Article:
The comment period ended Oct. 14. The effective date would be determined after the PCC considers feedback received on the exposure draft.

After reviewing feedback, the PCC will have an opportunity to make changes and hold a vote that would forward the final version of the GAAP exception to FASB. If FASB endorses the exception, the alternative would be written into GAAP.

Companies that can use the exception would continue to apply other applicable FASB guidance, including Topic 840, Leases, and Topic 460, Guarantees.


  FASB voted to propose changes designed to improve the relevance and reduce the complexity of development-stage entity financial reporting.

The board planned to issue an exposure draft by the end of October that would apply to public and private entities.

During a July 16 meeting, the PCC recommended that FASB add a project to its technical agenda that would help decrease the complexity of financial reporting for all organizations that are in the development stage.

According to FASB, a development-stage entity devotes substantially all its efforts to establishing a new business and:

  • Has not begun planned principal operations; or
  • Has begun planned principal operations without producing significant revenue.


U.S. GAAP requires development-stage entities to present the same basic financial statements and apply the same recognition and measurement requirements as established operating organizations for revenues, startup costs, and other similar costs.

Development-stage entities also are required by U.S. GAAP to present inception-to-date information about income statement line items, cash flows, and equity transactions. The cost and lack of relevance of these additional presentation requirements has led to concerns among stakeholders.


  Accounting standards for risk financing and insurance-related activities of state and local governments, including public risk pools, achieve their purpose, according to a Financial Accounting Foundation (FAF) review report.

GASB Statements No. 10, Accounting and Financial Reporting for Risk Financing and Related Insurance Issues, and No. 30, Risk Financing Omnibus, were reviewed by a FAF post-implementation review (PIR) team. The full report is available at tinyurl.com/ov4rnha.  

In addition, the PIR team:

  • Is reviewing FASB Statement No. 157, Fair Value Measurements. The review will include a survey of stakeholders about the application and effectiveness of the standard.
  • Will start a review of FASB Statement No. 123(R), Share-Based Payment, later this year.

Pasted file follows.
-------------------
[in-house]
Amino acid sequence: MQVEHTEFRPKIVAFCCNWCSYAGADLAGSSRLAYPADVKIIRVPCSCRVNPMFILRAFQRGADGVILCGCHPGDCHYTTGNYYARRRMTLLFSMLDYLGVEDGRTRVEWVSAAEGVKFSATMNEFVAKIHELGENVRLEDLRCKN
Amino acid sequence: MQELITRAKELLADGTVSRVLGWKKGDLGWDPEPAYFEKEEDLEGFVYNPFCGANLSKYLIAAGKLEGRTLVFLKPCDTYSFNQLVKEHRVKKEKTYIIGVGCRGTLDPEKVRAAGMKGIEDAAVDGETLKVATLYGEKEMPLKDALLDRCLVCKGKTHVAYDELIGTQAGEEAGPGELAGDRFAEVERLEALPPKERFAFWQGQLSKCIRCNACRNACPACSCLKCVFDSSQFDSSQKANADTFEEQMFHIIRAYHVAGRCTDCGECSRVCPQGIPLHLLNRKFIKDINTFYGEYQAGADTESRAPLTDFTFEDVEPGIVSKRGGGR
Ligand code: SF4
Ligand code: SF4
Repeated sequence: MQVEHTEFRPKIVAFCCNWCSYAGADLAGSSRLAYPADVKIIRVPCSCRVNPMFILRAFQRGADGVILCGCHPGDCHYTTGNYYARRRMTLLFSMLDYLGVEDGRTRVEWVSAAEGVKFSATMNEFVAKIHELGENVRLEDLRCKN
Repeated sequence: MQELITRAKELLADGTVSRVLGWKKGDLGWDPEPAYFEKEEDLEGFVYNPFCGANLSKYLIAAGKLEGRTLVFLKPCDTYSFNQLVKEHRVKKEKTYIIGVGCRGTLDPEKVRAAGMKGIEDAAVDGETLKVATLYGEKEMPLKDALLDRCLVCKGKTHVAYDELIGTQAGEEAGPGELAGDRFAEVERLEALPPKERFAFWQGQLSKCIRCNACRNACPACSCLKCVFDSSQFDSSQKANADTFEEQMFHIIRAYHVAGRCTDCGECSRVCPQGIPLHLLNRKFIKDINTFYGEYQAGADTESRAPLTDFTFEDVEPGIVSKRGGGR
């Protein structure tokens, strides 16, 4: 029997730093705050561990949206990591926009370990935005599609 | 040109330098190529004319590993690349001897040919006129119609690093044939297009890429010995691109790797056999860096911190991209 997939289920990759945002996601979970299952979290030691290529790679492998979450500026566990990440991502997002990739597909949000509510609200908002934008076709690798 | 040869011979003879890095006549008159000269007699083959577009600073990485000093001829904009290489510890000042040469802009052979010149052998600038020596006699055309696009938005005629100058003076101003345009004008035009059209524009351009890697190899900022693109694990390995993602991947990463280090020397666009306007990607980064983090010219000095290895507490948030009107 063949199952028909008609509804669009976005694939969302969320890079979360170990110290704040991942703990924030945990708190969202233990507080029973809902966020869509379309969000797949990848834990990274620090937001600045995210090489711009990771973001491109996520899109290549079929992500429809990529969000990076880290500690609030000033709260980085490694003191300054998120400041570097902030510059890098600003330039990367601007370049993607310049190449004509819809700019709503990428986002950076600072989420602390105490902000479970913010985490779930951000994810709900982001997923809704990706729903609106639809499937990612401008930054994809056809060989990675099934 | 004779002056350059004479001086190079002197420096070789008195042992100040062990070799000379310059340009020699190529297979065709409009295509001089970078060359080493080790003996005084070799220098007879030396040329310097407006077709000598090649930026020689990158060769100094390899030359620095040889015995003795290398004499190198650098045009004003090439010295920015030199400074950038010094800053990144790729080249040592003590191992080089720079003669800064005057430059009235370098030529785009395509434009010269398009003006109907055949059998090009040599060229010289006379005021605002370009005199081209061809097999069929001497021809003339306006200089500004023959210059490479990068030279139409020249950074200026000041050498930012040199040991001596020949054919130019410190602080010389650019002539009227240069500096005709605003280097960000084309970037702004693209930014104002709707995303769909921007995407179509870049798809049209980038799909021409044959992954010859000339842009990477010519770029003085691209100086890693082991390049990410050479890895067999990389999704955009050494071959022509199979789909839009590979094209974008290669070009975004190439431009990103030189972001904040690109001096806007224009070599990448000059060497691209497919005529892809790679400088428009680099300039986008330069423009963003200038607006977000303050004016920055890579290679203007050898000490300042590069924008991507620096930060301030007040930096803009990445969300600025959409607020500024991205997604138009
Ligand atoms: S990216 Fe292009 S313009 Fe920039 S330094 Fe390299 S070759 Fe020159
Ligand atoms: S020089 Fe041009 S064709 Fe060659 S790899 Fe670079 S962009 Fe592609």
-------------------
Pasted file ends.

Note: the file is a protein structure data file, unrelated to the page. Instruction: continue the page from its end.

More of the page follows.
Parties who would like the opportunity to participate in PIR surveys can register online at tinyurl.com/c467dkj.


  FAF issued a revised proposal describing a process that would decide which information GASB could consider for its standard setting for state and local governments.

Under the proposal, GASB would consult with the FAF trustees’ Standard-Setting Process Oversight Committee to determine whether particular information falls within the scope of GASB’s standard-setting mission.

The revised proposal is available at tinyurl.com/nek2ua5. Comments were due Sept. 30.

The revised proposal diminishes the role the FAF trustees would have performed under the original proposal. FAF Chairman Jeffrey Diermeier said in a news release that many stakeholders had expressed concerns that the trustees were stepping into GASB’s standard-setting role.


  FASB released its proposed 2014 U.S. GAAP Financial Reporting Taxonomy.

The taxonomy consists of a list of computer-readable financial reporting labels coded in XBRL. The proposal contains updates for accounting standards and other recommended improvements to the official taxonomy, which is used by public issuers registered with the SEC.

Comments on the proposal, which is available at tinyurl.com/lcqcex3, were due Oct. 31. FASB plans to complete and publish the 2014 U.S. GAAP taxonomy early next year.

Although FAF, FASB’s parent organization, maintains the taxonomy, questions about using it to create and submit XBRL-tagged files in compliance with SEC rules should be directed to the SEC.


NEWS DIGEST
Personal financial planning  
November 2013

Many U.S. adults lack a basic understanding of common financial terms found in health insurance plans as they face critical decisions about their future coverage, according to an AICPA survey.

More than half of respondents (51%) polled in July could not accurately identify at least one of the following terms: premium, deductible, and copay, according to a telephone survey of 1,008 U.S. adults by Harris Interactive. These terms are commonly used in health insurance plans.

The Patient Protection and Affordable Care Act, P.L. 111-148, which was passed in 2010, requires individuals to purchase health insurance or pay a penalty beginning in 2014. Although open enrollment was scheduled to begin in October, the survey found that knowledge of the health care law and its implications is limited.

Forty-one percent of respondents said they are not at all knowledgeable about the law, and another 48% said they are somewhat knowledgeable.

“Half of Americans would fail health insurance 101,” Ernie Almonte, CPA, chair of the AICPA’s National CPA Financial Literacy Commission, said in a news release. “That’s critical insight as consumers prepare to make important decisions with implications for both their health and fiscal well-being.”

Fourteen percent of those surveyed said they do not have health insurance; half of those respondents said figuring out how to pay for health insurance is their biggest concern about the mandate. The requirement to purchase health insurance is the biggest financial concern for 11% of survey respondents.

Tips on evaluating and choosing health insurance are available at the AICPA’s financial education site at 360financialliteracy.org.